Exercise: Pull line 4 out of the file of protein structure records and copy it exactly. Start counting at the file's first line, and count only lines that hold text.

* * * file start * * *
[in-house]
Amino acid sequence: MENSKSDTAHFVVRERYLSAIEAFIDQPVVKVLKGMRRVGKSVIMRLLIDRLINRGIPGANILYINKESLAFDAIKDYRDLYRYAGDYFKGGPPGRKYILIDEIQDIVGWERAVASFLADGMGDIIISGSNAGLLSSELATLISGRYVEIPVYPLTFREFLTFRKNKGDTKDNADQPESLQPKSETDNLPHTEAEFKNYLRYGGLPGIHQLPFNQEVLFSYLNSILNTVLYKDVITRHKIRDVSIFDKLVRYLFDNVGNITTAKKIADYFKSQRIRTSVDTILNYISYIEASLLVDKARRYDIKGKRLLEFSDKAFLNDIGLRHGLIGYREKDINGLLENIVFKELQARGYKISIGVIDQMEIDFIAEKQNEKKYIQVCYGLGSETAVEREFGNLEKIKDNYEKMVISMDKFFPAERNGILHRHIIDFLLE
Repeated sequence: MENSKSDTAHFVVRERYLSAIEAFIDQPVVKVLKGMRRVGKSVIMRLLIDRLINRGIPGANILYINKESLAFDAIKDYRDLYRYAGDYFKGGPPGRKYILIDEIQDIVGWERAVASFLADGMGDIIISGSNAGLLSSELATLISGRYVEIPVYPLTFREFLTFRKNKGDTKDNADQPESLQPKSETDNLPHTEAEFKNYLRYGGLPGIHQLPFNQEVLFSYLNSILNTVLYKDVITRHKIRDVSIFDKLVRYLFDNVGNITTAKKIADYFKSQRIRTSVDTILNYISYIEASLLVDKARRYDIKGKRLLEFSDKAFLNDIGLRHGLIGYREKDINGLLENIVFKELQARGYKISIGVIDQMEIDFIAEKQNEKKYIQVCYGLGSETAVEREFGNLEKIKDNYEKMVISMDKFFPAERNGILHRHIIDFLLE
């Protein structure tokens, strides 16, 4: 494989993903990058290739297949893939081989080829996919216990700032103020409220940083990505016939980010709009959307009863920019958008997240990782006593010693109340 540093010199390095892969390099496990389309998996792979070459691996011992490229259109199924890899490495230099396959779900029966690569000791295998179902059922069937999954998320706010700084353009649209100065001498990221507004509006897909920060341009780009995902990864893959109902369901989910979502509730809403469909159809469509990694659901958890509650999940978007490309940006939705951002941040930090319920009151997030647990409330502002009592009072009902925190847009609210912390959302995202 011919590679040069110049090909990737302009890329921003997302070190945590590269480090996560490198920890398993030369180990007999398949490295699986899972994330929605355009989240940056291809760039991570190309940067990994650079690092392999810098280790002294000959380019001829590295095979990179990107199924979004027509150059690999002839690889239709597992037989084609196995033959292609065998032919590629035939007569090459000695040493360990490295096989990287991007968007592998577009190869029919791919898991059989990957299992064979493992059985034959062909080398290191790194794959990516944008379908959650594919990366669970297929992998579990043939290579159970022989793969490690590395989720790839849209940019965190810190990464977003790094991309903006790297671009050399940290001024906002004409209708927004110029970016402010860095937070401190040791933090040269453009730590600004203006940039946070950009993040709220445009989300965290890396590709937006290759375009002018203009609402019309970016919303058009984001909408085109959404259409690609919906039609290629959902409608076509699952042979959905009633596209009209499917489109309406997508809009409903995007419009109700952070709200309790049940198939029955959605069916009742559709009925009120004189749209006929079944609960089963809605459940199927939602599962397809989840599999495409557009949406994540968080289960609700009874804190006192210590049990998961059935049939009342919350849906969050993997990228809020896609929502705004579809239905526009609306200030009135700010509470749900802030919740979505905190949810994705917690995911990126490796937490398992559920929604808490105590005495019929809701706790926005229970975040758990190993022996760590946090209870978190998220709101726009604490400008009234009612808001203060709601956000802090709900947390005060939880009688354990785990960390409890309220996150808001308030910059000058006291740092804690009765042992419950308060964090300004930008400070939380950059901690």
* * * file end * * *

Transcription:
């Protein structure tokens, strides 16, 4: 494989993903990058290739297949893939081989080829996919216990700032103020409220940083990505016939980010709009959307009863920019958008997240990782006593010693109340 540093010199390095892969390099496990389309998996792979070459691996011992490229259109199924890899490495230099396959779900029966690569000791295998179902059922069937999954998320706010700084353009649209100065001498990221507004509006897909920060341009780009995902990864893959109902369901989910979502509730809403469909159809469509990694659901958890509650999940978007490309940006939705951002941040930090319920009151997030647990409330502002009592009072009902925190847009609210912390959302995202 011919590679040069110049090909990737302009890329921003997302070190945590590269480090996560490198920890398993030369180990007999398949490295699986899972994330929605355009989240940056291809760039991570190309940067990994650079690092392999810098280790002294000959380019001829590295095979990179990107199924979004027509150059690999002839690889239709597992037989084609196995033959292609065998032919590629035939007569090459000695040493360990490295096989990287991007968007592998577009190869029919791919898991059989990957299992064979493992059985034959062909080398290191790194794959990516944008379908959650594919990366669970297929992998579990043939290579159970022989793969490690590395989720790839849209940019965190810190990464977003790094991309903006790297671009050399940290001024906002004409209708927004110029970016402010860095937070401190040791933090040269453009730590600004203006940039946070950009993040709220445009989300965290890396590709937006290759375009002018203009609402019309970016919303058009984001909408085109959404259409690609919906039609290629959902409608076509699952042979959905009633596209009209499917489109309406997508809009409903995007419009109700952070709200309790049940198939029955959605069916009742559709009925009120004189749209006929079944609960089963809605459940199927939602599962397809989840599999495409557009949406994540968080289960609700009874804190006192210590049990998961059935049939009342919350849906969050993997990228809020896609929502705004579809239905526009609306200030009135700010509470749900802030919740979505905190949810994705917690995911990126490796937490398992559920929604808490105590005495019929809701706790926005229970975040758990190993022996760590946090209870978190998220709101726009604490400008009234009612808001203060709601956000802090709900947390005060939880009688354990785990960390409890309220996150808001308030910059000058006291740092804690009765042992419950308060964090300004930008400070939380950059901690």